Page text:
[EDIT] I found a conversion online of ppm to dKH. Multiply ppm by 0.056 to get dKH. That would put me at 7 which is also the number of drops that resulted in that value. Is that a coincidence or by design. You indicated a KH of 5. Is that a different scale?

[EDIT 2] I found a conversion calculator that has three values. mek/liter, dKH and ppm. My KH reading converts to 2.5, 7 and 125.3 respectively. When you say adjusting by a couple degrees, is that on the dKH scale?

[EDIT 3] dKH stands for degrees of Karbonate Hardness. So I am guessing that is the scale you are talking about. But I get 7 rather than 5.

[EDIT 4] Looks like both GH and KH are on the same scale. One degree is 17.9. The reciprocal of that is 0.056. This appears to be the reason for the oddly precise conversion. Each drop appears to be calibrated to one degree.

The GH was one drop. I have still not tested the water before the water softener. I will test that today.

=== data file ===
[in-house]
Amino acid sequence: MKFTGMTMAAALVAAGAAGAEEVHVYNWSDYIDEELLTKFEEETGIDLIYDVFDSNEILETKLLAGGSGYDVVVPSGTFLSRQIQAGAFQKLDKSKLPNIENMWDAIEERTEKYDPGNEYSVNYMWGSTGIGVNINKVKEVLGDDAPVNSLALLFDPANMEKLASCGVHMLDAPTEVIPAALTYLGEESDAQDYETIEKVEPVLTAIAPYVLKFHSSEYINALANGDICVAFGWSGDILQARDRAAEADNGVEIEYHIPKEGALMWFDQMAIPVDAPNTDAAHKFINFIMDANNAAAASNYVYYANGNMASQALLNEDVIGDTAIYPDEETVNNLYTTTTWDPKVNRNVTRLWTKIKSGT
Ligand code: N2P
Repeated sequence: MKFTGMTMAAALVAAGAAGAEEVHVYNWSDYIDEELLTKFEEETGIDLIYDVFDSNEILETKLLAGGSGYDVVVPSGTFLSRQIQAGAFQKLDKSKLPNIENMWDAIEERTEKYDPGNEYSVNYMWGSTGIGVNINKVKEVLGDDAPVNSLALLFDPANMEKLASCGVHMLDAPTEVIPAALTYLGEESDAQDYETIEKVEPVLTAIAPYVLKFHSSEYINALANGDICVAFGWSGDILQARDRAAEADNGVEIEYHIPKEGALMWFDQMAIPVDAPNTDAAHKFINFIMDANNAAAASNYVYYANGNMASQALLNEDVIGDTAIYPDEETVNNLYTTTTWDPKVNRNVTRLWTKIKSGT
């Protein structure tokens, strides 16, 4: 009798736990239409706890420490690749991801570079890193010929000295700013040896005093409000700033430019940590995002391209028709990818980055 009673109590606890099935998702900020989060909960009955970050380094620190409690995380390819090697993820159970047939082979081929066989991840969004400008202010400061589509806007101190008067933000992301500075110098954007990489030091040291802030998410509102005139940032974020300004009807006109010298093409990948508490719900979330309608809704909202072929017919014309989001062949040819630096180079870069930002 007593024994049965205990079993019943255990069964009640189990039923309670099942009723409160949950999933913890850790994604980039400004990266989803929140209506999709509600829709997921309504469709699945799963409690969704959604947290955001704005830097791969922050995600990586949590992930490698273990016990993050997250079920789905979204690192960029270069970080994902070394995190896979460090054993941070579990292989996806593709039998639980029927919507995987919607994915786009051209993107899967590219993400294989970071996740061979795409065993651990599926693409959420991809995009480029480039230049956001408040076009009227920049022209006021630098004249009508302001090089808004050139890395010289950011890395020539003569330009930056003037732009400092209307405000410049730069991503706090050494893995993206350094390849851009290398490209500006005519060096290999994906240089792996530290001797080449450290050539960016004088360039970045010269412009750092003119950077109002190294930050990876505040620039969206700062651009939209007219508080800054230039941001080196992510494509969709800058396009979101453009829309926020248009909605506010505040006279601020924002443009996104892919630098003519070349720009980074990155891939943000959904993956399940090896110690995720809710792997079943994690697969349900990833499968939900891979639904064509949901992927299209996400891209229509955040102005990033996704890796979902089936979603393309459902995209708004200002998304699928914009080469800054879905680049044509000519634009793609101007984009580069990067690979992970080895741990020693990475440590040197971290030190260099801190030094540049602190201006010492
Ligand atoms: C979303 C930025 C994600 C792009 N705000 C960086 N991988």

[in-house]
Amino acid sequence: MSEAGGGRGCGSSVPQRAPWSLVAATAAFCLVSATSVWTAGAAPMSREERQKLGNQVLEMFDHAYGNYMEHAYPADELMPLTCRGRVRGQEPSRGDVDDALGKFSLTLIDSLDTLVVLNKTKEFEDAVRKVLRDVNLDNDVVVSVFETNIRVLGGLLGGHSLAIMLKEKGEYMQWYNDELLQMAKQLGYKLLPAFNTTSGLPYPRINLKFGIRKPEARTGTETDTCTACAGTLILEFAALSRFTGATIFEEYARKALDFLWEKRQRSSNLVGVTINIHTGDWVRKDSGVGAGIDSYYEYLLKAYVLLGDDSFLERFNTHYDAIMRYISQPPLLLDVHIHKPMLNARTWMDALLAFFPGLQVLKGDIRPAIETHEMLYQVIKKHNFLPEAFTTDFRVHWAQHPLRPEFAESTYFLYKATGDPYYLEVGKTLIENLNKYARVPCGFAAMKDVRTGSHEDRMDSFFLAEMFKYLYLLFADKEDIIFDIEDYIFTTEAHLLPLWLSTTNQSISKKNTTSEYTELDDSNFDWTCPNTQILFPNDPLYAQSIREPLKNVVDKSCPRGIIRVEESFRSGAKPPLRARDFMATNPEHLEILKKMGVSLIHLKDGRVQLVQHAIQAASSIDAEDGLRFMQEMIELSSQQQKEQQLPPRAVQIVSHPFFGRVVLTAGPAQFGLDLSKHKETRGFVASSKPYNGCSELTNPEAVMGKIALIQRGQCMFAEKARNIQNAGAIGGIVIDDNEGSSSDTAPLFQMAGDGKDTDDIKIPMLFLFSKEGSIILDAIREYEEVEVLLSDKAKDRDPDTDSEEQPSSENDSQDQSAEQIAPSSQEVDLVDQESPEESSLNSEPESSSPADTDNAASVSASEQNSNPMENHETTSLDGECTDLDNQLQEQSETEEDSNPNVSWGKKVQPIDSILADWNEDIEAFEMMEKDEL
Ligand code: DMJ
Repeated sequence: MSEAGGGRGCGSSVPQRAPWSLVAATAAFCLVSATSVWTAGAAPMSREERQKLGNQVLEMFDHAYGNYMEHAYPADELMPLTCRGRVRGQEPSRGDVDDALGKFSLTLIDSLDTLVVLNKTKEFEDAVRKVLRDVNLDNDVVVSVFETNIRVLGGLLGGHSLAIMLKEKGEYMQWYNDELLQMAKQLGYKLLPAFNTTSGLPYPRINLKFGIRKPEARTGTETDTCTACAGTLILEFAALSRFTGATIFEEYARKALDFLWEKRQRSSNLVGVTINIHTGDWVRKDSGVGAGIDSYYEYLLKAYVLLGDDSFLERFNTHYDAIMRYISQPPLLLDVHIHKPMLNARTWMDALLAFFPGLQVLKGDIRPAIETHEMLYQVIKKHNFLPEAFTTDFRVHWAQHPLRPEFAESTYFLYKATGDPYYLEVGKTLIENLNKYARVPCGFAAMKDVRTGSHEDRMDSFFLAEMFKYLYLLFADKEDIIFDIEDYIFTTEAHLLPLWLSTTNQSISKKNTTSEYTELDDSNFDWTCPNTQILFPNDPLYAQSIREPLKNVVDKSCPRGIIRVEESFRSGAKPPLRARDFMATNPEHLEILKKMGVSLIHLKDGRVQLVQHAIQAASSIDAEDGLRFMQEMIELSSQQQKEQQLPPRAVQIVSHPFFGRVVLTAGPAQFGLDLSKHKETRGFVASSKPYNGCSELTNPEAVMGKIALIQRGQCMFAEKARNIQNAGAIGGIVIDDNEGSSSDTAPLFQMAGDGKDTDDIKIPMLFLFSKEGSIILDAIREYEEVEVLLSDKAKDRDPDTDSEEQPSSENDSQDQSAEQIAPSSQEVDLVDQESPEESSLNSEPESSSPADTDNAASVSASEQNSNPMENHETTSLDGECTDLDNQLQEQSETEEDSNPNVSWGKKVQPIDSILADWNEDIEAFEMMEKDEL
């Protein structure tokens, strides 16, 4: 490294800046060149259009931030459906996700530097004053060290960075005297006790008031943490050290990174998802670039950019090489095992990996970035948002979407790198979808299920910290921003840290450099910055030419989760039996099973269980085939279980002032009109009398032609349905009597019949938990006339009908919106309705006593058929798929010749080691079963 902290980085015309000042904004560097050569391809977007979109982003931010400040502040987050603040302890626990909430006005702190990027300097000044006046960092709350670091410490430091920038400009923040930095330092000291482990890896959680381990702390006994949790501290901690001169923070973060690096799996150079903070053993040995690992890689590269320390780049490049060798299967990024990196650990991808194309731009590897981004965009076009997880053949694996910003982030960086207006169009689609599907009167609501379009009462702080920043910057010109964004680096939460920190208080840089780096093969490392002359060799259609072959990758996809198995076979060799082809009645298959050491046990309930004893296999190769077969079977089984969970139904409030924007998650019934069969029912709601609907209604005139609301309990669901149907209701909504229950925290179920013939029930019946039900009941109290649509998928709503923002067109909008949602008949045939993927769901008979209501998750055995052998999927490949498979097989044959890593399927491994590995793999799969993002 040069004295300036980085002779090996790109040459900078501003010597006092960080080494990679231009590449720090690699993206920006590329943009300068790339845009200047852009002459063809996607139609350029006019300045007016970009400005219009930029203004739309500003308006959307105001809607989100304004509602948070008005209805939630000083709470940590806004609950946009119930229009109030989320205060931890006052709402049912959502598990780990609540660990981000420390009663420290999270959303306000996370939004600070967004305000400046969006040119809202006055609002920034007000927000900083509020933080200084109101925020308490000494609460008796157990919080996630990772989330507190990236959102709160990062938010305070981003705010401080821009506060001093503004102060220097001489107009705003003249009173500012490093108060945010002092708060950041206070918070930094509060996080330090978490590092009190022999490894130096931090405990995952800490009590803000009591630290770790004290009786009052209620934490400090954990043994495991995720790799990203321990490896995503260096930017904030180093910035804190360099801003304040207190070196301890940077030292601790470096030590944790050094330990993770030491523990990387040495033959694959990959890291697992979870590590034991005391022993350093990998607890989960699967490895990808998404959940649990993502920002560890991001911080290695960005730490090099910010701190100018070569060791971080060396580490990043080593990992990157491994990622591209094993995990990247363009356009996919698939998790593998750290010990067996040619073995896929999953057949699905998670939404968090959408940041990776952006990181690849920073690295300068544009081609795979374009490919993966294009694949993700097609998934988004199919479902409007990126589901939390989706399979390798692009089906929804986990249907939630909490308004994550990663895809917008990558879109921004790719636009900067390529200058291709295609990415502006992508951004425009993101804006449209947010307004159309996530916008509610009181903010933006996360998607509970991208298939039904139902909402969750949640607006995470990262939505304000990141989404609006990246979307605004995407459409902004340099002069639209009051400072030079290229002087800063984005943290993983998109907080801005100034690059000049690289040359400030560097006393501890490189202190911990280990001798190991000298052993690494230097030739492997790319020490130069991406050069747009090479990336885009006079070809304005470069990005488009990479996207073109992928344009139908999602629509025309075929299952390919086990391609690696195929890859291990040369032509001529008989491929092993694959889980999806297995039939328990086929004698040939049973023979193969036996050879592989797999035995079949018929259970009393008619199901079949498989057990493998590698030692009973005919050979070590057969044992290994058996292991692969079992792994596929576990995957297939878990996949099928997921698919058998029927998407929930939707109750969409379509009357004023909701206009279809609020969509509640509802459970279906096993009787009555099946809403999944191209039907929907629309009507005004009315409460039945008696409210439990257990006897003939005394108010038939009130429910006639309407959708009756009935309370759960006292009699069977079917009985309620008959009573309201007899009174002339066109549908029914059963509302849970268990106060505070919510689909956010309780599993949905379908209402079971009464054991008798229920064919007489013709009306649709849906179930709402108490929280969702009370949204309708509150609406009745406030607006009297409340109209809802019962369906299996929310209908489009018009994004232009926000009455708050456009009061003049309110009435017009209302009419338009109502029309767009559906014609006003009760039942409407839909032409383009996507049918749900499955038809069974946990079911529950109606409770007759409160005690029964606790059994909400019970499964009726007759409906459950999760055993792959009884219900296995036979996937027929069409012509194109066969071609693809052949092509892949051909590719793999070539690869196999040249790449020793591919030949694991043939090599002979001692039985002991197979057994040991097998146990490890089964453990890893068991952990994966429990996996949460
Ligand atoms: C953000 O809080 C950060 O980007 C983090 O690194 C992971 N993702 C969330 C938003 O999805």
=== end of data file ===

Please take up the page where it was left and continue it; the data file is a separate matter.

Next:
I have assassin snails in the tank. Will this be a problem for them. They seem fine so far. I also have some pest snails, but the assassins seem to have reduced that population significantly.

I have read that it is better to stabilize PH, GH and KH rather than adjust. My PH has been stable at about 7.6. Tank water and source water is the same.

The crushed coral has been recommended several times in threads I have read. Do I understand correctly that it is a gentle water adjustment mechanism that will not cause dramatic swings?

PascalKrypt
PascalKrypt thanks for the useful and informative feedback.

My GH and KH test works by adding drops one at a time. There is a conversion table to convert the number of drops to a ppm value. My KH was seven drops which converted to 125.3 ppm (an oddly precise number). That seems on a different scale than you are indicating with your value of 5. What are these different scales and how do I convert?